A desperate Aussie cricket writer is pleading for New Zealand to take Australia to the wire in the three-test series which starts next week.

And Sydney Morning Herald columnist Greg Baum says there is something different about Kane Williamson's team, compared to previous Kiwi contingents.

Baum has also highlighted New Zealand's appalling record in Australia – they have triumphed in one series and won only three tests.

"Um, c'mon New Zealand," he writes.

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"That is, come on and walk the talk. The summer needs it. Cricket needs it.

"That is not to say come and beat Australia…no-one on this side of the ditch would dare advocate that, except for all those from that side who are on this side anyway."

Baum lamented a two test series against Pakistan which was high on individual performances and low on competitiveness.

"That wasn't so surprising. For all the many sublime cricketers Pakistan has produced, they have always been toothless in Australia. They've won four Tests here, ever," he writes.

"So how many have the Kiwis won? Would you believe it's three? Two were in one series in 1985, when the peerless Richard Hadlee took 33 wickets in three Tests. The other was in Hobart in 2011.

"It's a paltry tally, fewer than you might imagine. Partly, that's down to too few meetings. For decades at a time, Australia barely deigned. The Chappell-Hadlee Trophy became like a Christmas decoration, spending most of its time in a drawer."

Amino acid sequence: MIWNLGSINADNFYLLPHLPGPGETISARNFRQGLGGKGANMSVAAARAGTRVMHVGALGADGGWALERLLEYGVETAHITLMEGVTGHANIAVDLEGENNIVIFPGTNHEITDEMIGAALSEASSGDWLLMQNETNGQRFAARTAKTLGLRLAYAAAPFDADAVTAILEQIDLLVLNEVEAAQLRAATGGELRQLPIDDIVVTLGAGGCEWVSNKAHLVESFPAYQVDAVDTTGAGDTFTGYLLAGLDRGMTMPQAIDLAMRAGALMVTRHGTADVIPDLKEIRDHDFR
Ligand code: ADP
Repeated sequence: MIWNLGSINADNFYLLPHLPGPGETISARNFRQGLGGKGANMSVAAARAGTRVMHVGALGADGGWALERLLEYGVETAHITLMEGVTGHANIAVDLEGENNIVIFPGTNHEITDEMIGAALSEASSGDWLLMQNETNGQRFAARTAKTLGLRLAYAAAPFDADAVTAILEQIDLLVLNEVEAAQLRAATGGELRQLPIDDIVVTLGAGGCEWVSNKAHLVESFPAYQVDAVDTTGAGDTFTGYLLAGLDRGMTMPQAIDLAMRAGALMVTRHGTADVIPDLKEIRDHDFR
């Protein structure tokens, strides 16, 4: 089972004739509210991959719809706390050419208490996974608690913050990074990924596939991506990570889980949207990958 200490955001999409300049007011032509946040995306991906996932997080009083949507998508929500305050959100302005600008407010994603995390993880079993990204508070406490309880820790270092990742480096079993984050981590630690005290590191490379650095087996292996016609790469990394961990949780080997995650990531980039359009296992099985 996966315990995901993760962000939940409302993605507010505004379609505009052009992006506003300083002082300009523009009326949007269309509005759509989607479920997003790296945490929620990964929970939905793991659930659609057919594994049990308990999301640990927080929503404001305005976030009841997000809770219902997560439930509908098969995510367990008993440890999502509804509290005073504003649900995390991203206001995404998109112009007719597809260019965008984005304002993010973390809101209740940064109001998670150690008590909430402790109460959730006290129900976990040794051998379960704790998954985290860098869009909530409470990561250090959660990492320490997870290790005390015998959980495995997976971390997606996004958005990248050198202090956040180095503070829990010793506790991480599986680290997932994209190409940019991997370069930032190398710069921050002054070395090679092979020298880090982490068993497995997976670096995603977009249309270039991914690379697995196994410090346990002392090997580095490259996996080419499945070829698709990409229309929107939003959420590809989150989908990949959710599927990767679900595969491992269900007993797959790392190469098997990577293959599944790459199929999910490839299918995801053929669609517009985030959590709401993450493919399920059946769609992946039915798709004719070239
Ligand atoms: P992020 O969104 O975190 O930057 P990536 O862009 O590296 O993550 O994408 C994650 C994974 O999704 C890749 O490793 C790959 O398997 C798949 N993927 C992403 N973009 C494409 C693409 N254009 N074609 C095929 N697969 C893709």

He summarises New Zealand's cricket status as being 'geopolitically no-one" due to a lack of financial clout. This lack of influence is why the day-night first test is in Perth, taking play well past midnight in New Zealand.

But they can punch above their weight on the field, their best teams relying heavily on a few stars like Richard Hadlee and Martin Crowe backed by ingenuity and doggedness.

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"Kane Williamson's team is different," Baum reckons.

"He's an authentic star, a slimline heavyweight, but the feature of both batting and bowling – as long as Trent Boult and Colin De Grandhomme are fit – is that they run impressively deep. England found it hard to get them all out and keep them all out.

"Australia at home are formidable. But it is possible that in the series against Pakistan, they were flattered to be deceived.

"These are the makings of a fiercely contested series. The Kiwis (are) quietly convinced that this is their moment to seize."

He said a contracted test scene included an unofficial second division.

"It means the Test format, like netball, bottoms out at four teams. It means the Kiwis are here as the major tourists, playing on the MCG for the first time for nearly a quarter of a century and the SCG for only the third time," he wrote.

"For the vitality of the game as well as their own sake, they need to measure up to billing and expectations. So c'mon New Zealand, a bit."